© Yale University Library, 2008
Blassingame (GRD '71) and Henry Louis Gates,
Jr. (CC '73) (left) came to Yale as students. Blassingame, a history
professor at Yale, and Gates, the W.E.B. Dubois Professor of Humanities
and Chairman of the African-American studies department at Harvard, are
now two of the preeminent scholars of African-American life, past and present.
Both came from the rural South to New Haven and Yale during the years of
the last years of the Civil Rights movement, the Bobby Seale trial, and
the Black Panthers . The incongruity of a rural southern African-American
at a wealthy, elite university in an urban setting created unique tensions
and new ways of understanding the South and the relationship of African-Americans
to the South.
Professor Edward Ayers (GRD '79), Hugh P. Kelly Professor of History at the University of Virginia, said, "Yale, in short, made me see the South through eyes other than my own. In a very real sense, it gave me the South." Now one of the foremost scholars of the American South, Ayers came to Yale with no overwhelming interest in the region of his birth but left with a new vision.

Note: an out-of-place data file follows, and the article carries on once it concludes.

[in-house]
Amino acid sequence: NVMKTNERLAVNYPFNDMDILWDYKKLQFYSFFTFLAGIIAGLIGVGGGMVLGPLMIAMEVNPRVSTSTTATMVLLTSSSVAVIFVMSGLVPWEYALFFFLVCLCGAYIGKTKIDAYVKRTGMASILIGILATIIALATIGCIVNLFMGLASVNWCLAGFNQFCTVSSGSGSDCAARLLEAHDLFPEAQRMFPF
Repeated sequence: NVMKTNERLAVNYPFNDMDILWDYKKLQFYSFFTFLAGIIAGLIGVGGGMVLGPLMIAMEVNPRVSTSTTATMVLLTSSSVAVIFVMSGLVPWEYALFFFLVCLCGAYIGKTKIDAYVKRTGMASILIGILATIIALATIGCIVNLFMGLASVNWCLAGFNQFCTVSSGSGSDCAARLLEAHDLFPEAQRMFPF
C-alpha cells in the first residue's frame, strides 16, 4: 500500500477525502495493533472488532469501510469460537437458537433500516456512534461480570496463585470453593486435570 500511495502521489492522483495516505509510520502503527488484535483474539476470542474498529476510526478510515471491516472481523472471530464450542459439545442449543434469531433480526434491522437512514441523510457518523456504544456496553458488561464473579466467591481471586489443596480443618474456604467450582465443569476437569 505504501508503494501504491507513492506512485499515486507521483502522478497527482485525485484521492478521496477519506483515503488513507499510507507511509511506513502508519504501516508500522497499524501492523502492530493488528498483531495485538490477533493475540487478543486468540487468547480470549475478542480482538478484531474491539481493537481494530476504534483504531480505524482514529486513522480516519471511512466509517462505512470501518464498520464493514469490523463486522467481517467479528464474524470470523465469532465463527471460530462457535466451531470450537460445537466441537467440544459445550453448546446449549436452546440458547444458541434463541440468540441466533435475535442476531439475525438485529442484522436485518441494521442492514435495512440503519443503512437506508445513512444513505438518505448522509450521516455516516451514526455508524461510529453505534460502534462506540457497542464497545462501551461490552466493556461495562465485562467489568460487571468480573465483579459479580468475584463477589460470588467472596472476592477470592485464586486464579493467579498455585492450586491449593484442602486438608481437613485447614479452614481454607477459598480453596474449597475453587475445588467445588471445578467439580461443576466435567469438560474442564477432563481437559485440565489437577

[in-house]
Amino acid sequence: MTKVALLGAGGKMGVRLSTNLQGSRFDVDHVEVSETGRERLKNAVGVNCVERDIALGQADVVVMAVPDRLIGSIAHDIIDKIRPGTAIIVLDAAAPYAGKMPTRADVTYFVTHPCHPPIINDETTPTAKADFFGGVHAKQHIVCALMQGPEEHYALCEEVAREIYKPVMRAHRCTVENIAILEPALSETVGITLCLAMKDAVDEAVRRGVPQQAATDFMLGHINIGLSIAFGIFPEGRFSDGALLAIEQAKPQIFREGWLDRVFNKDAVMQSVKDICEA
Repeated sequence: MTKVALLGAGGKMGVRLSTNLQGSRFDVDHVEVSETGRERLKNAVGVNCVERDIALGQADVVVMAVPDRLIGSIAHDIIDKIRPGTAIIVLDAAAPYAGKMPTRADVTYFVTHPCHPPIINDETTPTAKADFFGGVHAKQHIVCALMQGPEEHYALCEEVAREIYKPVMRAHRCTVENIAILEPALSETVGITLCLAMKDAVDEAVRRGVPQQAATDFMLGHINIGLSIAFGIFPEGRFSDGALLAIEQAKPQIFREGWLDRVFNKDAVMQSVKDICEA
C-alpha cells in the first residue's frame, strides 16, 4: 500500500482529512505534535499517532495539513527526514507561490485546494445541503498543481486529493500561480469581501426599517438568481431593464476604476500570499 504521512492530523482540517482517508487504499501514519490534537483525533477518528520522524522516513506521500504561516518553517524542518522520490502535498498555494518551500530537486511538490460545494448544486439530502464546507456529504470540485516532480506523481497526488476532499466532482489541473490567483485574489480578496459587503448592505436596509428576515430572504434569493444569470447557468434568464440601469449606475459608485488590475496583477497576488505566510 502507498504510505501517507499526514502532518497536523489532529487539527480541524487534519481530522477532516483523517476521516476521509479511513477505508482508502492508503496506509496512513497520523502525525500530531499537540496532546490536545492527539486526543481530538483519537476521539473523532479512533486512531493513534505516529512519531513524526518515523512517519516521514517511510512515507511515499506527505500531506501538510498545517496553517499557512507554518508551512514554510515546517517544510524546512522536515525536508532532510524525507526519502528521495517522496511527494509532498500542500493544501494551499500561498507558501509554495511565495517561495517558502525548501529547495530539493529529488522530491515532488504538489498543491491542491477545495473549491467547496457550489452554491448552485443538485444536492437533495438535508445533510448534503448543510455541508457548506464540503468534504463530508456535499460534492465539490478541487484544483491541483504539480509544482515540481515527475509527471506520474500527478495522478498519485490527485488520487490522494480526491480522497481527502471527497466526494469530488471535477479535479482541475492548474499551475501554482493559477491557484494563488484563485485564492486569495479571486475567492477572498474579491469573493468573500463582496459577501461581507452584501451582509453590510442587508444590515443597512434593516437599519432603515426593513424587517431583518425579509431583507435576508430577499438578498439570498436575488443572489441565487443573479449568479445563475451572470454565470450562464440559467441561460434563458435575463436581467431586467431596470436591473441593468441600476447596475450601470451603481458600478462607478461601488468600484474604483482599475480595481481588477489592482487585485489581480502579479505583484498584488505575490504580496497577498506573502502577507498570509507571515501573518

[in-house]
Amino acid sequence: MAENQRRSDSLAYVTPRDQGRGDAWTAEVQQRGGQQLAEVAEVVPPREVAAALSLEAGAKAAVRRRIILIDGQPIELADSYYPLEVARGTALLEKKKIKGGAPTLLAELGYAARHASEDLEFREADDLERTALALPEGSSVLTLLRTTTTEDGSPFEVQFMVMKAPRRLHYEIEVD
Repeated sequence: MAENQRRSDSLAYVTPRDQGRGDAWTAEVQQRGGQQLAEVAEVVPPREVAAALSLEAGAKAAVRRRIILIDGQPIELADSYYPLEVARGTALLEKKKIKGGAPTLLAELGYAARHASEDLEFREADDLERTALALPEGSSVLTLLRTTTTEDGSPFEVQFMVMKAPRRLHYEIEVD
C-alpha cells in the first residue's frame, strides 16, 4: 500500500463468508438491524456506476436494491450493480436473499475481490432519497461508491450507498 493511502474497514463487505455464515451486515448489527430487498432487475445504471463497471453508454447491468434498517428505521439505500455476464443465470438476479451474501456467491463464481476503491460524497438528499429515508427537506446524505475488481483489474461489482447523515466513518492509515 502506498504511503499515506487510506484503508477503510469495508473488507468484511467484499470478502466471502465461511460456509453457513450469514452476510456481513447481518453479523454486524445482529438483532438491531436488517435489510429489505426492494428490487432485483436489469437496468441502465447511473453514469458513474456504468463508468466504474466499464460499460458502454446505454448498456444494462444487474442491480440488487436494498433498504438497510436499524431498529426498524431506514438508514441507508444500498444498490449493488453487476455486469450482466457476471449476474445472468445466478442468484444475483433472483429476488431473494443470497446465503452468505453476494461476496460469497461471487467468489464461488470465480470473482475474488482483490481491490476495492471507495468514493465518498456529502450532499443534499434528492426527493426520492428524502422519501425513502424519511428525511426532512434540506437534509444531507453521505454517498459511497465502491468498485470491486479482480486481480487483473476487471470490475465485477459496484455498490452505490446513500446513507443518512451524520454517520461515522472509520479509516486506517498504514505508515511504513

Yale's urban New England environment gave many southerners the opportunity to begin the process of understanding the South. They defined the South for themselves but also for the others around them. Exploring the lives of nearly three centuries of southern Yalies, the stereotypes of both the South and New England dissolve. In their place, new ways of seeing emerge attesting to the many Souths that exist within the past and the present.Overview reprinted Courtesy of The New Journal